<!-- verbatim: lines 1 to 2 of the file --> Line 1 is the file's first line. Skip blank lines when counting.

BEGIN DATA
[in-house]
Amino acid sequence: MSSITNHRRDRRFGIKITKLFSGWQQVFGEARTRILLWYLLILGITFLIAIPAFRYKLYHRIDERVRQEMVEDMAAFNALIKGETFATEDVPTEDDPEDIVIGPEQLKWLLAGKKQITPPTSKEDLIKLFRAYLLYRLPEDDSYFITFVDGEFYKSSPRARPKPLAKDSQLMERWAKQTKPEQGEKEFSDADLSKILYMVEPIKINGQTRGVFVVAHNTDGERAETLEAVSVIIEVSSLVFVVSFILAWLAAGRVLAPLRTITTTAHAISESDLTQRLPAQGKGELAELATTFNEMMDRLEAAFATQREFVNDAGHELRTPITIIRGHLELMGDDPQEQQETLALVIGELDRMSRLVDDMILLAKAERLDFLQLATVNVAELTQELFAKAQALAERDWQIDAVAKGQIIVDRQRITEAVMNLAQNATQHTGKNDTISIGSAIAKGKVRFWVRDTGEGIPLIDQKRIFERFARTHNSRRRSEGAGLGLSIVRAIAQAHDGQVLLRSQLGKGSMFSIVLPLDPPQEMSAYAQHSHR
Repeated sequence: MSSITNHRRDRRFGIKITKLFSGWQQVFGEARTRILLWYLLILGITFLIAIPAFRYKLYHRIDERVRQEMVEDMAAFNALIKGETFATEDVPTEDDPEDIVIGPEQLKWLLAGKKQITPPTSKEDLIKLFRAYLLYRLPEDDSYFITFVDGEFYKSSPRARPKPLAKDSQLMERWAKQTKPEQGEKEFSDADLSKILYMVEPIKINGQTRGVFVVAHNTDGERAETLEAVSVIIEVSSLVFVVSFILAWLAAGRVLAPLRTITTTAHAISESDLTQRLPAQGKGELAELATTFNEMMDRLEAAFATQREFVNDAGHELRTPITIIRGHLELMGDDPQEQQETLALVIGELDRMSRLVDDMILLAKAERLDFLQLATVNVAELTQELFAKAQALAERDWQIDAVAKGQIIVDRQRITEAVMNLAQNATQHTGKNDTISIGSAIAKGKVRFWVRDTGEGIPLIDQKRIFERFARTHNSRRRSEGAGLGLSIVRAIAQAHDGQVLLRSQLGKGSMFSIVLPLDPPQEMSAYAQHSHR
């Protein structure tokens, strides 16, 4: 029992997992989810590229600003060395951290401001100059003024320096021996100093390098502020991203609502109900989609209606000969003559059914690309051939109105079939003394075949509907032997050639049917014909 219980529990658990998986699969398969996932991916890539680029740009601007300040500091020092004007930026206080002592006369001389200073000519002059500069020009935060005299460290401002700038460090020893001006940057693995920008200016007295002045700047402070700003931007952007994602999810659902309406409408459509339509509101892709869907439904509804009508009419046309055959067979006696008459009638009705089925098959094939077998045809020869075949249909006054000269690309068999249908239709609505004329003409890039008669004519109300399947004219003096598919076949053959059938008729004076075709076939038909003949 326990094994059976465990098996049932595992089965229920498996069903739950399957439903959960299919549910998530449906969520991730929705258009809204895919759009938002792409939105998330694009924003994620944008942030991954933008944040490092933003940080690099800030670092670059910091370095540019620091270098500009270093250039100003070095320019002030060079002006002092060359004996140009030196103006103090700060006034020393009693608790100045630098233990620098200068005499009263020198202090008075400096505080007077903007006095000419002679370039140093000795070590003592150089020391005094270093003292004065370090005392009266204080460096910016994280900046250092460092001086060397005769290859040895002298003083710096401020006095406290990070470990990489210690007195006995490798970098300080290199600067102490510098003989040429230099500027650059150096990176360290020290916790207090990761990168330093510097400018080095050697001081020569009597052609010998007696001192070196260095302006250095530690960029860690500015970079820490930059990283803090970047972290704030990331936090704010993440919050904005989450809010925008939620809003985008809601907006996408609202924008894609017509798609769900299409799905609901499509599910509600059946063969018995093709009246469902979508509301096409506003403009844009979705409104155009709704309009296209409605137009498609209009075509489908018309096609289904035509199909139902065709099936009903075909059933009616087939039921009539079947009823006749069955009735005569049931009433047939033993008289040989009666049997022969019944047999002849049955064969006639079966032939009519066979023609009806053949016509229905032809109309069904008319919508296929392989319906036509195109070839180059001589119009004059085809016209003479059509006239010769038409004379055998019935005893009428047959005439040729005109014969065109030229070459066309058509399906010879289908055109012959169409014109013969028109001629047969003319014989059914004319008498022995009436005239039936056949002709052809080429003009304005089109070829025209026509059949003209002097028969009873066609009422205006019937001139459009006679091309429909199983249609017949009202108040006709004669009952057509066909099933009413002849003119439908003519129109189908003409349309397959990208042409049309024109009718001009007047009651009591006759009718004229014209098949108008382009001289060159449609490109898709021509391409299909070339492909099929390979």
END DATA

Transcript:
[in-house]
Amino acid sequence: MSSITNHRRDRRFGIKITKLFSGWQQVFGEARTRILLWYLLILGITFLIAIPAFRYKLYHRIDERVRQEMVEDMAAFNALIKGETFATEDVPTEDDPEDIVIGPEQLKWLLAGKKQITPPTSKEDLIKLFRAYLLYRLPEDDSYFITFVDGEFYKSSPRARPKPLAKDSQLMERWAKQTKPEQGEKEFSDADLSKILYMVEPIKINGQTRGVFVVAHNTDGERAETLEAVSVIIEVSSLVFVVSFILAWLAAGRVLAPLRTITTTAHAISESDLTQRLPAQGKGELAELATTFNEMMDRLEAAFATQREFVNDAGHELRTPITIIRGHLELMGDDPQEQQETLALVIGELDRMSRLVDDMILLAKAERLDFLQLATVNVAELTQELFAKAQALAERDWQIDAVAKGQIIVDRQRITEAVMNLAQNATQHTGKNDTISIGSAIAKGKVRFWVRDTGEGIPLIDQKRIFERFARTHNSRRRSEGAGLGLSIVRAIAQAHDGQVLLRSQLGKGSMFSIVLPLDPPQEMSAYAQHSHR